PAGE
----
Creativity and Time Management Considerations

Thoughts on Entertainment

(Reposting from my Mastodon account, because I think peeps will find it useful)

Upon reading about the way loot boxes mimic gambling I stumbled upon
Since them, I’ve been musing about how much compy/tablet time I’m using when I could be producing or practicing something lasting.

My argument for playing single-player games is that everything I take in is grist for the mill (inspiration for art or writing). I feel like if I stop, I could overfish my creative well. But I also don’t want to waste my time as a watcher and not a doer. And sometimes social media and seeing everyone’s art saps energy.
The most MP game I play is Armello, but I think I’ll delete it [EDIT: since this post, I did that and deleted a few card games that I was spending too much time on].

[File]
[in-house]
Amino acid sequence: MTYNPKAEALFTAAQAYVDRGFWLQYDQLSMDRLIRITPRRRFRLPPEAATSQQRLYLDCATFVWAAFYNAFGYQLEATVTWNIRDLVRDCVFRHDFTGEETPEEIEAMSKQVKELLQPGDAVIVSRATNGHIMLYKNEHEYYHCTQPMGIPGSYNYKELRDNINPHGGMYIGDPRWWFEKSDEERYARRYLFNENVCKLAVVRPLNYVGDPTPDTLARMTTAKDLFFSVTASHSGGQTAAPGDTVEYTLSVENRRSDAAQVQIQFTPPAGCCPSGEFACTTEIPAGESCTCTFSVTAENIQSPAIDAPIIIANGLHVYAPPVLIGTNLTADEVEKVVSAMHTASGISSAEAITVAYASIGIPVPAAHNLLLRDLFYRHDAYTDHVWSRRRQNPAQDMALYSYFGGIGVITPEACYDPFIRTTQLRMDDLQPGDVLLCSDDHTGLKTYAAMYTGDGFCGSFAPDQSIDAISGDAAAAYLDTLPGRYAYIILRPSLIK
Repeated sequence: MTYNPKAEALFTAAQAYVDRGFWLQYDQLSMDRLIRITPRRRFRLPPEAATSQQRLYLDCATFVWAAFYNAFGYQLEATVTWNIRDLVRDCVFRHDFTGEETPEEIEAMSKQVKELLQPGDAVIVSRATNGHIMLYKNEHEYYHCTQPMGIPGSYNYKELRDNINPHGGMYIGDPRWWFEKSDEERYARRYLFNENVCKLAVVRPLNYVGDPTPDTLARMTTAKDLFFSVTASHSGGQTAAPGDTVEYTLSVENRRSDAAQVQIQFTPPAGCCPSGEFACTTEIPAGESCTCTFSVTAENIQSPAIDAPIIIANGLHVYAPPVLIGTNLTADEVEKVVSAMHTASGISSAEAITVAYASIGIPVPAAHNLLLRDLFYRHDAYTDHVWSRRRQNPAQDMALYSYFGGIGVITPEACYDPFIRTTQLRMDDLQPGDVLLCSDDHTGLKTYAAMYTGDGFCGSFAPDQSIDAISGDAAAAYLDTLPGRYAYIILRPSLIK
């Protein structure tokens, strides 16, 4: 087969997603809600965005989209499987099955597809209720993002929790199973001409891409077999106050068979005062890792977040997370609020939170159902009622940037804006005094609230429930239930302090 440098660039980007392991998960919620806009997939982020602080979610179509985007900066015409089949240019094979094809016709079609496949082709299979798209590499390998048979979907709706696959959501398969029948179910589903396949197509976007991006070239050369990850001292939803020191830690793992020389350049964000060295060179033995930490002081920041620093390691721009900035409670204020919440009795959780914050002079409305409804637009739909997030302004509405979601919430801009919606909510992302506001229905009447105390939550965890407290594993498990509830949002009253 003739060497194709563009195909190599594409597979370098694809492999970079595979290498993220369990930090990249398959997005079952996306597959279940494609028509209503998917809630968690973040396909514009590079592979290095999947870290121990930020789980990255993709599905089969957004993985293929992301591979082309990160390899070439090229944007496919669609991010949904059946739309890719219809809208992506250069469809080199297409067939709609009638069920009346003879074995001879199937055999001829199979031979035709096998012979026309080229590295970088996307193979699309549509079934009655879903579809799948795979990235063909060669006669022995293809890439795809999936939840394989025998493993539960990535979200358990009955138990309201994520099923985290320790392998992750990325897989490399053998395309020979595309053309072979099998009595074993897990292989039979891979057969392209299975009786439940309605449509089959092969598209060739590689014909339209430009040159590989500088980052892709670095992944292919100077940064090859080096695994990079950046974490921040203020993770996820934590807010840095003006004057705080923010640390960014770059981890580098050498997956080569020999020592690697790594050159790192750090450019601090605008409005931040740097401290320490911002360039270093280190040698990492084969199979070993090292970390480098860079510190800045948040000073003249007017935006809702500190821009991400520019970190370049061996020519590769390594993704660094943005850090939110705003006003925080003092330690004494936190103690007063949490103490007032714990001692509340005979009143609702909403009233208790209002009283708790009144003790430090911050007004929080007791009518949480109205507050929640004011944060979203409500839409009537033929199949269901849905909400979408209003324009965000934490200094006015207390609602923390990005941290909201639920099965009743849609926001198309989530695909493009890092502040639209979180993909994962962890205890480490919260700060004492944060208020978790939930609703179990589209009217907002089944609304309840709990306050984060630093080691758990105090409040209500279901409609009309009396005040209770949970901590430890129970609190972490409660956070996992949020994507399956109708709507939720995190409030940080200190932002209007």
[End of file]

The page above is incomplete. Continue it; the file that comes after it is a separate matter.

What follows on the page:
I think Game Quitters is very savvy though–that factors that make people turn to gaming (or other not-so-productive behaviors) are:

  • sociality
  • challenge
  • a steady sense of progress
  • (and my husband added) validation.
  • And I’d add fear.

I could use more of IRL sociality. I feel like writing and art give me plenty of challenge and a sense of progress but other psychological things make me feel like I’M NEVER GOOD ENOUGH so there’s that, too.

The Art Direction of Oddworld (And a new Oddworld game on the way??)

Art, Thoughts on Entertainment

I thought this video was simply going to be, like, side-by-side video of the original Oddworld: Abe’s Oddysee (a game I have adored ever since I played it as a child) with the “New ‘n Tasty” version.